The Orioles, the beasts of the Grapefruit League, are in the process of whittling down a list of more than two dozen pitchers into a pitching staff, and the final couple of spots in the Opening Day rotation are up for grabs.
One of those pitchers is Dylan Bundy, one of the consensus top-five prospects in baseball and the latest Paul Bunyan of Baltimore baseball. After the Orioles drafted him with their first-round pick in the 2011 draft, the stocky pitching prodigy who cut down pecan trees before his 10th birthday and whose long-toss regime irked some MLB teams, became a myth of sorts. But a late-season call-up last summer proved that he is in fact real.
But is he the real deal? He has the look, but we are probably going to have to wait a while to find out for sure.
Orioles manager Buck Showalter said last month that Bundy and 2012 first-round pick Kevin Gausman will likely start the season in the minor leagues with a major-league ETA of September or October.
Of course, that could all change if Bundy pitches lights-out wherever he lands -- it sounds like Double-A Bowie is the most likely destination -- or if there is a rash of injuries or ineptitude with the big-league rotation.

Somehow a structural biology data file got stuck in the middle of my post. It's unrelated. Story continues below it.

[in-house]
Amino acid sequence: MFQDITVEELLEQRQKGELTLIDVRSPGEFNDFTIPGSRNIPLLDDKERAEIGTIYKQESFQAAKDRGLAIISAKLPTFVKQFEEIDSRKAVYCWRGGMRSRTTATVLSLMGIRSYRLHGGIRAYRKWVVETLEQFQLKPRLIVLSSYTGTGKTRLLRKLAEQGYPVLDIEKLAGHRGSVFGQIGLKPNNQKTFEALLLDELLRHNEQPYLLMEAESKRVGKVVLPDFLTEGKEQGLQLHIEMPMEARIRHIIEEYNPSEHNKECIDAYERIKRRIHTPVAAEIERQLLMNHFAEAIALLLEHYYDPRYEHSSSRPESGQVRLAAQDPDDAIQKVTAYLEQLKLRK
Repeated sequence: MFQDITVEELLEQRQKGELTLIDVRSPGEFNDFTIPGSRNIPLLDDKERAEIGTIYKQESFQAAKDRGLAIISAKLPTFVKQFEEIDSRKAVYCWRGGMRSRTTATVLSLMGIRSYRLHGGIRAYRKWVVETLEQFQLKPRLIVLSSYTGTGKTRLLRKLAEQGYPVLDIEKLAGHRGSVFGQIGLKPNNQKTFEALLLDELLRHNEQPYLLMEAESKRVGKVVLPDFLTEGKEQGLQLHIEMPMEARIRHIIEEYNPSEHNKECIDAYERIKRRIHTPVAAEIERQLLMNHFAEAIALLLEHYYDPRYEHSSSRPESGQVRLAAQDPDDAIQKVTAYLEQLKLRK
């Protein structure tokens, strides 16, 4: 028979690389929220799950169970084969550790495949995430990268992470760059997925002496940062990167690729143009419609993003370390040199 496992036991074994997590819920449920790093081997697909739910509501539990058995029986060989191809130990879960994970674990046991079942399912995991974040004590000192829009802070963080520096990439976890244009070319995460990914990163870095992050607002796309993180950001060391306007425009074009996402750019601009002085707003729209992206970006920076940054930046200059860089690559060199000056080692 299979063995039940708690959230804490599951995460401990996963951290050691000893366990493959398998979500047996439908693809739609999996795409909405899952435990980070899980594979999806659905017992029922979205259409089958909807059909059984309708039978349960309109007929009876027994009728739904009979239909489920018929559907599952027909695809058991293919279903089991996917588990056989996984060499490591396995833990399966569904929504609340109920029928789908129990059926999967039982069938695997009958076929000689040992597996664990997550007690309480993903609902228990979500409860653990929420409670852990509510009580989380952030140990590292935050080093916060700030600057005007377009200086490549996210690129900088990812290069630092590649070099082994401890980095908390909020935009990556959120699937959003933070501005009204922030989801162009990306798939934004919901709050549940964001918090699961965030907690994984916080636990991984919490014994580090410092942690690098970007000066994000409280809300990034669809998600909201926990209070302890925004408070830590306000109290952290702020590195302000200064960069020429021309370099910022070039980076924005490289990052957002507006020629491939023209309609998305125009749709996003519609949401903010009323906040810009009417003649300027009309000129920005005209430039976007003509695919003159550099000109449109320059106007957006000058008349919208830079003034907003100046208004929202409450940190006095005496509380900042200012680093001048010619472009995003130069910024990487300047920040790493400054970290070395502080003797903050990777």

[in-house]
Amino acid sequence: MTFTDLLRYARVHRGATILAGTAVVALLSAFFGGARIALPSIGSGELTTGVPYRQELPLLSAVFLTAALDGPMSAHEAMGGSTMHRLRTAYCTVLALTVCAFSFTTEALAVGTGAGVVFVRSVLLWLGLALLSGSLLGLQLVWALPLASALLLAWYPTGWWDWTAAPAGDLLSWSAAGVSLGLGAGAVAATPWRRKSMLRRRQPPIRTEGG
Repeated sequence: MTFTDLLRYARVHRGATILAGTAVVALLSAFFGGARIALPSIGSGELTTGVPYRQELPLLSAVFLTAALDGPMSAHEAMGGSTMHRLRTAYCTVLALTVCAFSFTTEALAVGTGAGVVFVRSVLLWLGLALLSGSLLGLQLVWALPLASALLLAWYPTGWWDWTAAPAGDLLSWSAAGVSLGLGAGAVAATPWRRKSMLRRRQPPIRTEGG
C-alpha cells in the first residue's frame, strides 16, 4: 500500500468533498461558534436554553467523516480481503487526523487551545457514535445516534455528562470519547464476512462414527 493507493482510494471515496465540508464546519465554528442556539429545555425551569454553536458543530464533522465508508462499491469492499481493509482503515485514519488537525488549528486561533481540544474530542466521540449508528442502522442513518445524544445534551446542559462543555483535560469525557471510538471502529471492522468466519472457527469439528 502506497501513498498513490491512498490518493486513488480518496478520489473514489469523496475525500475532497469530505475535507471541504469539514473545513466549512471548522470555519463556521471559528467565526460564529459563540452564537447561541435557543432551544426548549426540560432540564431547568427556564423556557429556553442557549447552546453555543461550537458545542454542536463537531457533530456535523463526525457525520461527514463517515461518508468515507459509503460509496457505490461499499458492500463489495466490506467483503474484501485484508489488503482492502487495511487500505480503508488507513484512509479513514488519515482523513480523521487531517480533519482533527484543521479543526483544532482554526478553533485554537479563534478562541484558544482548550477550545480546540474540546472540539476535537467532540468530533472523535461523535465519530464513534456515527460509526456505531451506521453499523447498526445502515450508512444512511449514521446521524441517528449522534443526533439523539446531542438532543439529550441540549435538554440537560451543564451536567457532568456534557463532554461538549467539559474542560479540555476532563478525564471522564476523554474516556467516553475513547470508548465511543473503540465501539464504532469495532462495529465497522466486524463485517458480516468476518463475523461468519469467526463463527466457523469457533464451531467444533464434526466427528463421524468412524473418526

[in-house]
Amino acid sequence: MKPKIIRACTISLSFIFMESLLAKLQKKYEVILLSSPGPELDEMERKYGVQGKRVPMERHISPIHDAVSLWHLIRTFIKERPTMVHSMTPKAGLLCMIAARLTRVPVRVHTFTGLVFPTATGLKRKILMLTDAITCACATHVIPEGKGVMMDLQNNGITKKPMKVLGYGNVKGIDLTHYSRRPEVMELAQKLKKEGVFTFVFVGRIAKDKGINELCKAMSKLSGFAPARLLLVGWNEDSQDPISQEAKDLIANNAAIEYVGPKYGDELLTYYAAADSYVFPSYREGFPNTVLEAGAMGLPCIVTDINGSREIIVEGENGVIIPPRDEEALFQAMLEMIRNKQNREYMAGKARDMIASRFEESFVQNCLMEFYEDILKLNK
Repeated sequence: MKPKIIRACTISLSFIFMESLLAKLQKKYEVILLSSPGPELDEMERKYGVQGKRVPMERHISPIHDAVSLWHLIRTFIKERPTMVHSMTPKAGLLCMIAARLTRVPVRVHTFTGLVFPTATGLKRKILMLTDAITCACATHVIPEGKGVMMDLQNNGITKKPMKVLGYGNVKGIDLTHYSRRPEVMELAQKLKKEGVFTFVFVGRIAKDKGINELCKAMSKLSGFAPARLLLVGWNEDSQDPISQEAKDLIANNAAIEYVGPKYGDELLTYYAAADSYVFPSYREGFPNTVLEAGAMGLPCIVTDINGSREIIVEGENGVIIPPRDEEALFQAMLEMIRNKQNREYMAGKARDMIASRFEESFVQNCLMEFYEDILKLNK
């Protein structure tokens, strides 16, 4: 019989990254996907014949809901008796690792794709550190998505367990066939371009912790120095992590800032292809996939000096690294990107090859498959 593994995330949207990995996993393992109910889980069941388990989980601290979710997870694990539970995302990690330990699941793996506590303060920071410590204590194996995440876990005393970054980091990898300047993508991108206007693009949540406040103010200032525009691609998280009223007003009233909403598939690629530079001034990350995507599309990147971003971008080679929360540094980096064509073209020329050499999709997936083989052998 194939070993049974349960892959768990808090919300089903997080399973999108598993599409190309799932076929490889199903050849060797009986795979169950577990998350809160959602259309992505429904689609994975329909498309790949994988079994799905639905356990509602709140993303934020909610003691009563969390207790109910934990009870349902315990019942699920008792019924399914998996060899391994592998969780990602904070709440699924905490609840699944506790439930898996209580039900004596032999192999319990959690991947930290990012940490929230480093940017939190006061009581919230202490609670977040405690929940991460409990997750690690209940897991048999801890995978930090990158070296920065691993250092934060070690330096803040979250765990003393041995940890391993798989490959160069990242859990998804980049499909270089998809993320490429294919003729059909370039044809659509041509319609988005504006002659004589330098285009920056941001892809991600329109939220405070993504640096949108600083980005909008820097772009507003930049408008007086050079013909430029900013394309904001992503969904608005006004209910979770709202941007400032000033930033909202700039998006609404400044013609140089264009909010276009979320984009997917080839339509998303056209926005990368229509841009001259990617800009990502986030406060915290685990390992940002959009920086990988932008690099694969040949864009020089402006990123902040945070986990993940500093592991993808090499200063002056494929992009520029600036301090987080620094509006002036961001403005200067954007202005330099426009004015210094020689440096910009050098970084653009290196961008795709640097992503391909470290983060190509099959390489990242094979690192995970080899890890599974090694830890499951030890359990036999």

In two Grapefruit League appearances, Bundy has pitched three scoreless innings, allowing three hits and walking two batters while striking out three. But Bundy hasn't pitched since Feb. 27. Bundy, who was called up last September and made two scoreless relief appearances, was supposed to pitch Sunday. But he recently tweaked his groin, prompting the Orioles to move his next outing back until at least Thursday.
The Orioles opened up their minor-league camp over the weekend, but Bundy -- and Gausman -- will stick with the major-leaguers for at least a little bit longer. There is a lot more to be gained pitching against them.
Obviously, there is probably the temptation to keep him around permanently, so he can be a part of the starting rotation when the season opens in a few weeks. After all, some analysts feel that Bundy is already one of the team’s top five starters right now and the 20-year-old is built like a running back, so it’s not like he can’t handle the workload. But when it comes to one of the game’s top prospects, what’s the rush?
Bundy will be back at Camden Yards sometime this summer with a chance to transform from mythical prospect to the real deal. The young power pitcher would probably help the Orioles out early in the season, but he should be worth the wait.Copyright © 2015, Los Angeles Times